January 10, 2012


2012 will see Eco Training return to the Lewa Wildlife Conservancy (LWC) in Kenya for two more 28 day field guide courses – 10 February-8 March and 3-30 August. There are still places available, so book now and explore the plains on the lower slopes of Mount Kenya teaming with a great variety of wildlife.

Not only will your 28 days be filled with exciting experiences while gaining valuable knowledge and insight into the natural world. You will also become one of nature’s responsible custodians for it has never been more important than now. The natural world is under threat with animal numbers plummeting, species becoming extinct and vast acres of land being gobbled up with human encroachment stretching its greedy fingers all over the globe.

And this is exactly the aim of the LWC and EcoTraining. For we adhere to the notion that there is no conservation without education. And with this at the core, we want to become “the model of excellence for guide training in Kenya”.

Lex Hes, who together with Ian Johnson and Anton Lategan are the owners of EcoTraining East Africa, says they want to impact where they can.

“There are more than 6 000 safari guides employed in the industry in East Africa, responsible for tens of thousands of tourist each year. We believe that there is a real need to supply a quality training service to these guides in order to improve their guiding abilities, to make them more responsible and to give them a sense of pride in what they do. For many of these guides, the tourism industry is the only career option available.”

Mike Watson, chief executive officer of LWC, concurs with Lex.

“We are in the process of developing a formulated syllabus for guiding standards in Lewa. EcoTraining, with all their expertise, is just the right partner for cooperation in this regard, especially with the combination of theoretical knowledge and practical experience that is at the core of their courses. Between the Conservancy and EcoTraining, Lewa can become the focal point for the industry in Northern Kenya.”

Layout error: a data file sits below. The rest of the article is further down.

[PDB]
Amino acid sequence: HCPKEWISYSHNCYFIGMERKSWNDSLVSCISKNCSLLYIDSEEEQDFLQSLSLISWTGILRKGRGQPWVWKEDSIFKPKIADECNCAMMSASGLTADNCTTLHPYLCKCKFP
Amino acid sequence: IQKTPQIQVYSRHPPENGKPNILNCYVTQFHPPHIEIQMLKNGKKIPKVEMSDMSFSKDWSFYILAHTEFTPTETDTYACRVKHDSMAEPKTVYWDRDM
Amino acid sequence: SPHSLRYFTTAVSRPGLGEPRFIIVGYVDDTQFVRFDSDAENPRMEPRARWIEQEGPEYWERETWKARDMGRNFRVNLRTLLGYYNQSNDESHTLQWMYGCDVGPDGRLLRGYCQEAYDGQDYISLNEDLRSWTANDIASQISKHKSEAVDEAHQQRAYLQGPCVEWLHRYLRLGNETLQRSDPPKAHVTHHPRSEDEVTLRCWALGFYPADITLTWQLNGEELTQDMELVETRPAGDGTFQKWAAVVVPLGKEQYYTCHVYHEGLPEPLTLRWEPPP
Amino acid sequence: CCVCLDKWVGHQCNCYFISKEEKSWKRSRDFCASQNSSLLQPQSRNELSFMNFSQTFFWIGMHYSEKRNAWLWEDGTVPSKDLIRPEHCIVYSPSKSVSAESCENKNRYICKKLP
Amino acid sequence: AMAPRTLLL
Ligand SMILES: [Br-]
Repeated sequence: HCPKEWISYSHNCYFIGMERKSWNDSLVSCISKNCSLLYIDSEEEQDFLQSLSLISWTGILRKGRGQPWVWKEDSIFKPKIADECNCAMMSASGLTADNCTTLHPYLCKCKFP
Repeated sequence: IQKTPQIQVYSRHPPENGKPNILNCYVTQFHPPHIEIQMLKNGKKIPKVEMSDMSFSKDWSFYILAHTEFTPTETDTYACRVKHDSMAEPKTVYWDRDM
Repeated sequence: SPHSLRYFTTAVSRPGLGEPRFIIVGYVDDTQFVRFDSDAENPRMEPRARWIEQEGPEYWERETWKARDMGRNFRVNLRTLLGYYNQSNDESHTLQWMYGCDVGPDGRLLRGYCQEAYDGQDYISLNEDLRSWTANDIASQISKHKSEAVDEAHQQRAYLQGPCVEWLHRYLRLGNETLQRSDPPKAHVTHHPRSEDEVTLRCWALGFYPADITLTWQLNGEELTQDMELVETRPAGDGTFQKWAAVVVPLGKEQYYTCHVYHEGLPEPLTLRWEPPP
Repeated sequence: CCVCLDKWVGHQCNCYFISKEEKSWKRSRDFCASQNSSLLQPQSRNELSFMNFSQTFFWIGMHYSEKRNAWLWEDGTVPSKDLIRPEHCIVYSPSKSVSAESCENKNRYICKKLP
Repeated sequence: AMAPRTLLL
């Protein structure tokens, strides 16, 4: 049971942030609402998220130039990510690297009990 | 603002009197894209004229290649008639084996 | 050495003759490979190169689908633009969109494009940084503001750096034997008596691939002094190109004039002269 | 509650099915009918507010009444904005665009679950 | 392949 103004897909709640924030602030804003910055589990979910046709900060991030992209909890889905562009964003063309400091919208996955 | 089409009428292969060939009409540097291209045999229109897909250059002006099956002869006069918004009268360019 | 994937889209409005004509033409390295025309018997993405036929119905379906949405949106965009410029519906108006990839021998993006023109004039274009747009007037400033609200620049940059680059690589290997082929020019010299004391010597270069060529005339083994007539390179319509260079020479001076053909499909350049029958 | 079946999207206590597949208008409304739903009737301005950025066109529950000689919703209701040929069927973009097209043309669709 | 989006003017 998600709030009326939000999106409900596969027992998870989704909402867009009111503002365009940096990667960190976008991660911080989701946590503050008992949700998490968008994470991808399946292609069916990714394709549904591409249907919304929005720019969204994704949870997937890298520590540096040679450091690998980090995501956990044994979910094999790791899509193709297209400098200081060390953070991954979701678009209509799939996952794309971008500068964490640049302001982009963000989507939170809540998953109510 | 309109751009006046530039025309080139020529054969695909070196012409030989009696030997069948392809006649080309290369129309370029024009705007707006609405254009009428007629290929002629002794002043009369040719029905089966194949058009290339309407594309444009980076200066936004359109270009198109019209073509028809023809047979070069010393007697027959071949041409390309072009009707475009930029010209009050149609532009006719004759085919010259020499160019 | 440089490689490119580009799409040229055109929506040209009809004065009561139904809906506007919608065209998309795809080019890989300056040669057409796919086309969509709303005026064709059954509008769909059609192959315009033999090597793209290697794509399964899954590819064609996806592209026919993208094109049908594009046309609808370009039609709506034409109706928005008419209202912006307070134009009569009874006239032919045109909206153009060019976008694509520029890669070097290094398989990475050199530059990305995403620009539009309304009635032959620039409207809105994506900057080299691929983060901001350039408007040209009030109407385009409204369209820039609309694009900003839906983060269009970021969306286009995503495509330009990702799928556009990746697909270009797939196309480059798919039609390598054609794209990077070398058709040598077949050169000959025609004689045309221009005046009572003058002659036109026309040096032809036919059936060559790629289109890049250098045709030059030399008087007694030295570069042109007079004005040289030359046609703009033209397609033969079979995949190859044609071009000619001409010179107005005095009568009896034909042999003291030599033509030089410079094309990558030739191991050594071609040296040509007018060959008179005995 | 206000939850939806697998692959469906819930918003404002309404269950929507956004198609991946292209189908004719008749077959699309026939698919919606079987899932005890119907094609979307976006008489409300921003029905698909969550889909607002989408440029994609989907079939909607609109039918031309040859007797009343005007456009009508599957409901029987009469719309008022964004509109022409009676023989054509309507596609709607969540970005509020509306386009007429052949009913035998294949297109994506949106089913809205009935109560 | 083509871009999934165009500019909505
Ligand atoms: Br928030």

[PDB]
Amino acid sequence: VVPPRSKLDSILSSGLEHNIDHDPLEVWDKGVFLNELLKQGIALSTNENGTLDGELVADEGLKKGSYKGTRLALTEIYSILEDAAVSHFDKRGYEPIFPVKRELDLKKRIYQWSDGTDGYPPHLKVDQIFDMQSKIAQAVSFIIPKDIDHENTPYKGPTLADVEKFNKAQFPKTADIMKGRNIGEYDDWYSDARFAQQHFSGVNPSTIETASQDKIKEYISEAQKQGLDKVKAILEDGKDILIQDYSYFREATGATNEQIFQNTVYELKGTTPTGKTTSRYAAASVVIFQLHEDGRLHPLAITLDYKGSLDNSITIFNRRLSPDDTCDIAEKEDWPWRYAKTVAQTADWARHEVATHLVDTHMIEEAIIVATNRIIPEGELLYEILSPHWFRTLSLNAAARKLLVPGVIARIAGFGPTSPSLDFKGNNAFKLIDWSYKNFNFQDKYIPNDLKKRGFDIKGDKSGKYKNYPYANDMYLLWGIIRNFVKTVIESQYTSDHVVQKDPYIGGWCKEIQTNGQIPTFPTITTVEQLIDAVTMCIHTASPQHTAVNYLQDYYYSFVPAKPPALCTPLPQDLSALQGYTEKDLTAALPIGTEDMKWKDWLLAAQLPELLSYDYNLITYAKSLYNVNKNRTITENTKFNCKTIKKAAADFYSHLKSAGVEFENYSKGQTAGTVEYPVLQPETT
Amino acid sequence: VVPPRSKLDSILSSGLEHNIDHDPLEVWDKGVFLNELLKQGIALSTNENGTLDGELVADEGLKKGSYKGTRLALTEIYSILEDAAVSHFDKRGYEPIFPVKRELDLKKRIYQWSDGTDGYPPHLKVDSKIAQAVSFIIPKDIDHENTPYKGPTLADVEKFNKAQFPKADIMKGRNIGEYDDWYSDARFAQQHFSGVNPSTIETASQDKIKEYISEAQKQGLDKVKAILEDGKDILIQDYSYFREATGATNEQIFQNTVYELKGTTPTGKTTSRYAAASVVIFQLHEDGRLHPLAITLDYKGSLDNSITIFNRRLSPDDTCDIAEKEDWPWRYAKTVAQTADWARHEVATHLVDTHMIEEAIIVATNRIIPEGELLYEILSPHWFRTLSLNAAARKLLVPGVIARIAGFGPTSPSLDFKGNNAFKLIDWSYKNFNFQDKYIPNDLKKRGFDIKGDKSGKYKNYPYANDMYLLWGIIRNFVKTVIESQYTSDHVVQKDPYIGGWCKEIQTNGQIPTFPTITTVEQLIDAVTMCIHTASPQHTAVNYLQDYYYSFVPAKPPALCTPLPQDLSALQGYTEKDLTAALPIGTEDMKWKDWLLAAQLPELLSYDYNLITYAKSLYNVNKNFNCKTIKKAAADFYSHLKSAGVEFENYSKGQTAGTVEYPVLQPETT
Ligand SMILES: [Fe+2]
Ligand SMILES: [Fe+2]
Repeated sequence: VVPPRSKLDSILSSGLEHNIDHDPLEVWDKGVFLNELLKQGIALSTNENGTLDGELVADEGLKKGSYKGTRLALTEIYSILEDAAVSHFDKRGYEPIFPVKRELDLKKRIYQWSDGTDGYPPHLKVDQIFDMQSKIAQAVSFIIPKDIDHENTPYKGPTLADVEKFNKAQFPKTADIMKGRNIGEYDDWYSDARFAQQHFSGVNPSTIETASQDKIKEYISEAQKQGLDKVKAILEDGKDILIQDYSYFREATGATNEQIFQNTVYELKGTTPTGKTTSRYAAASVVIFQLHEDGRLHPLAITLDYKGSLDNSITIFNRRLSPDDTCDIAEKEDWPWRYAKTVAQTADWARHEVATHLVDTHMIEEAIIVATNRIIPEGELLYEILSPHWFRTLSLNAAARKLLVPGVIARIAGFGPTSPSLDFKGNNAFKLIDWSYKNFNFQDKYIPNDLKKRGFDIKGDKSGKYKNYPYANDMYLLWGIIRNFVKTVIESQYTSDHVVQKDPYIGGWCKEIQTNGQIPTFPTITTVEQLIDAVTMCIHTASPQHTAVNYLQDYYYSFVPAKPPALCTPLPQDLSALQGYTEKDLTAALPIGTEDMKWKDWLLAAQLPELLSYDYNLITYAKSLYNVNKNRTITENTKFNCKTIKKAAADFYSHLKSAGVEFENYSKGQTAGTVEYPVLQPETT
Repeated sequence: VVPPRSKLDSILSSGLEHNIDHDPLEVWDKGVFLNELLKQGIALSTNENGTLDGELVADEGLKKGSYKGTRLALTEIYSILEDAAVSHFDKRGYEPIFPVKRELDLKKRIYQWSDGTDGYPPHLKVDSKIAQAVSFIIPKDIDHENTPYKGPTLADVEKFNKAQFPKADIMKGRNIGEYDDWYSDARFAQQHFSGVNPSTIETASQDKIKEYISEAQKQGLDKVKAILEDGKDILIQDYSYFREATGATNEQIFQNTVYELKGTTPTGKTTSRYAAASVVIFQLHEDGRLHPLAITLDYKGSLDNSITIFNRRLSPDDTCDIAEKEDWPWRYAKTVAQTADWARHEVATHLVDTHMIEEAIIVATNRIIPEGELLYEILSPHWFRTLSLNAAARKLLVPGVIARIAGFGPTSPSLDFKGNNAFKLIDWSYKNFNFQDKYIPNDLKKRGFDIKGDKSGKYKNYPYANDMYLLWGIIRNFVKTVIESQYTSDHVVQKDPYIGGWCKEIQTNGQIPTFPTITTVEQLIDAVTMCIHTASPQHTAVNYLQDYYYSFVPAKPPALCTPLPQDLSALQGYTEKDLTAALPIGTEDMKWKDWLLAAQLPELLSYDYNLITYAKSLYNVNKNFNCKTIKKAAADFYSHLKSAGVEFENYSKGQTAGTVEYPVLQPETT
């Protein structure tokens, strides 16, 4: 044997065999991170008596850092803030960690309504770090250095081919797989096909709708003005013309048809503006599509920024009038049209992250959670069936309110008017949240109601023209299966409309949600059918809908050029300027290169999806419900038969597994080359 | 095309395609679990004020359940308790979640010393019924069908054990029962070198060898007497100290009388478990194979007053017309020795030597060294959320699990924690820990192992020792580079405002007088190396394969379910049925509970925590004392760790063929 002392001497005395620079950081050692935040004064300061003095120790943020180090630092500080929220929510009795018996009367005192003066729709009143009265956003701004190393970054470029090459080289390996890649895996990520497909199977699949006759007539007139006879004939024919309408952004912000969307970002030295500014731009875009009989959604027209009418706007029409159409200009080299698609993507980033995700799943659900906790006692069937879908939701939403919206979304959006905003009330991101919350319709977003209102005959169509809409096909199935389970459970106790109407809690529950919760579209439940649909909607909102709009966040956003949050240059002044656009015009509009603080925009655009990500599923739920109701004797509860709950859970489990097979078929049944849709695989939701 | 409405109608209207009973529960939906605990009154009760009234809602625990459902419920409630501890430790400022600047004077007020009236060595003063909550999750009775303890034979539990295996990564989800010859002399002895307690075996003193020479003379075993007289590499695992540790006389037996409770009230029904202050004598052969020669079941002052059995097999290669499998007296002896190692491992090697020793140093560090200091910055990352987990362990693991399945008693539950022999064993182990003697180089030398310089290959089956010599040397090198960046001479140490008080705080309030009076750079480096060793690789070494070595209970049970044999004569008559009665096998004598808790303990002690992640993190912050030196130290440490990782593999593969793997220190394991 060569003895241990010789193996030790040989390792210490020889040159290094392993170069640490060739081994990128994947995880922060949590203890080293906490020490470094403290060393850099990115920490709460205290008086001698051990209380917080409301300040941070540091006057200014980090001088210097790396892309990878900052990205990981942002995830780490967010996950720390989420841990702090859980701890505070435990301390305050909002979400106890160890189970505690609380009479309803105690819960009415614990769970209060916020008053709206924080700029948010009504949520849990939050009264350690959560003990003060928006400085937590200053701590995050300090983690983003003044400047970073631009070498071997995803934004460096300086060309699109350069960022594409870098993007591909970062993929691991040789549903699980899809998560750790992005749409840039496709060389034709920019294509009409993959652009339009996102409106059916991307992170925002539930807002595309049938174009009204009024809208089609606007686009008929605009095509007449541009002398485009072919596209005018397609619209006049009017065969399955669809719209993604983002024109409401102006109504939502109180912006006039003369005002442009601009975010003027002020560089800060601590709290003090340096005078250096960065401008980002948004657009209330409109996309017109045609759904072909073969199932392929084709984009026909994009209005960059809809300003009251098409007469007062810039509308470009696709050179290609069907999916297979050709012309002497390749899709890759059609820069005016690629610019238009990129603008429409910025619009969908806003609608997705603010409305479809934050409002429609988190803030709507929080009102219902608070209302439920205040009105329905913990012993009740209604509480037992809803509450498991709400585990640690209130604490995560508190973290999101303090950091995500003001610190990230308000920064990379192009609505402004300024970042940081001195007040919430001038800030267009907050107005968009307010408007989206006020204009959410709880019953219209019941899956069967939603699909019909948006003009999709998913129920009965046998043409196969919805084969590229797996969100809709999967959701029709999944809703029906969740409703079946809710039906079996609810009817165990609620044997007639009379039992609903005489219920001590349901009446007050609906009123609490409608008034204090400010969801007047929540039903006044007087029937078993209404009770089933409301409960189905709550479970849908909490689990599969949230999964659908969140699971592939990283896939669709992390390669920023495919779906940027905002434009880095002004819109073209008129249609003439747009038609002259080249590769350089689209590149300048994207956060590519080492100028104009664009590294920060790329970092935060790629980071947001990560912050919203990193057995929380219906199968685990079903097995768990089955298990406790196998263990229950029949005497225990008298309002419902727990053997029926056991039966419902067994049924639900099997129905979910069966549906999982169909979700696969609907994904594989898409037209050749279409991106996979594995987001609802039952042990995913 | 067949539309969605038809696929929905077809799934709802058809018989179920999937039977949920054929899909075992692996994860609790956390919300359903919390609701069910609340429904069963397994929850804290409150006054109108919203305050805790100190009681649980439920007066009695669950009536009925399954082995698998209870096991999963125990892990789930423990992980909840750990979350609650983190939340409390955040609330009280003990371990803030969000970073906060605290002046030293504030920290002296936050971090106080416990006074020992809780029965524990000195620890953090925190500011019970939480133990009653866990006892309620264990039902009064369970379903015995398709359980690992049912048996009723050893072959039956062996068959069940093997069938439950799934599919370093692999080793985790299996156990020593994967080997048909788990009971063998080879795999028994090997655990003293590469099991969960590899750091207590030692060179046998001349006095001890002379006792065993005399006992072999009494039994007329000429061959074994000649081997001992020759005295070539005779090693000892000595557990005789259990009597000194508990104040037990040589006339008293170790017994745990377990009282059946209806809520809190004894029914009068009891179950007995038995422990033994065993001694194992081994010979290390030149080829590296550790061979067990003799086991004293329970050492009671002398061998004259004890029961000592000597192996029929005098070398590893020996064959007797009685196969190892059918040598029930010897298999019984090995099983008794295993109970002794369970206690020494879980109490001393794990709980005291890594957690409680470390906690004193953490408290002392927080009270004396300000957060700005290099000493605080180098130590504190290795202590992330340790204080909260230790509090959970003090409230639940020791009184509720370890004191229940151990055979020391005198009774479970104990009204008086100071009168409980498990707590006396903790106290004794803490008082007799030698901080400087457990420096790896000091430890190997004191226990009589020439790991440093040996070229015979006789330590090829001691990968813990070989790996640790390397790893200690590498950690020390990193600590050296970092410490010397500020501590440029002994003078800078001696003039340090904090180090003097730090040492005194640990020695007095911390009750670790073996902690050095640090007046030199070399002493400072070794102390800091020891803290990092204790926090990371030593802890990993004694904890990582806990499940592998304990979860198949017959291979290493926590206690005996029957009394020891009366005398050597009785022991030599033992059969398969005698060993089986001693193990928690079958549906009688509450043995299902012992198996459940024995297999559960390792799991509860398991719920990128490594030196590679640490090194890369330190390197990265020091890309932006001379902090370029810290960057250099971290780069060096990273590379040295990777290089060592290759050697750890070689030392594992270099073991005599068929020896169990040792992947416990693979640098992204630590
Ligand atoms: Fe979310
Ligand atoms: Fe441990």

The partnership between EcoTraining and Lewa got underway in August last year, with the first eHeHH28 day field guide course then held in that part of Kenya.

A diverse group of students from around the world attended the first course.  And right from the word go, it was clear as daylight that they were all there for the same reason – to have fun while gaining a better understanding for all things wild and wonderful, and also to make their own contributions, however small, to the conservation of the natural world. As Suraj, from Sri Lanka, said “We can’t afford to let more animals go extinct.”

And what better way to obtain literally hundreds of interesting facts about Mother Nature and her inhabitants in a classroom setting like this – within sight of grazing Grevy’s and Plains zebra, browsing Reticulated giraffes, frolicking impalas and the twittering of superb starlings and white browed sparrow weavers. Not to mention the ever present vervet monkeys, with instructor Mark Gunn having to storm out with a “agghhh” on more than one occasion when they get away with some of the goodies from the kitchen tent.

The knowledge that is shared and imparted by experienced instructors like Mark, with more than 15 years in the industry, added to the wildlife training and safari experience of the students. The right philosophy and approach is very important to the LWC and EcoTraining, so that prospective guides that undertake these courses, impart those same conservation principles to their guests on safari. 

The Safaricom campsite is the base of EcoTraining’s operations in the LWC and it is in this magnificent setting that the students woke up (some a little slower than others…) every morning.  Returning to camp just as the sun was setting every day, with the lanterns lit and a scrumptious meal waiting, it really felt like home.

In between the early starts and the afternoon activities, the days were filled with lectures on a wide range of subjects, including ecology, geology, astronomy, mammals, reptiles, animal behavior to tracks and tracking.

The combination of the EcoTraining lectures and the method of teaching were reinforced by the subsequent practical experience out in the field, all under the watchful eye of Mark.

Julius, a community scout at the Ngare Ndare Forest Trust situated about 20km from the campsite who also attended the course, summed the worth of the experience up perfectly when he said:

“I enjoy very much what I’m doing. I share what I know with tourists and at the same time helping my community. And now, with all this new knowledge and skills, I can become an even better guide and help spread the message of conservation.” 
Get in touch with Eco Training by sending an email to enquiries@ecotraining.co.za for more information on the course in Lewa.

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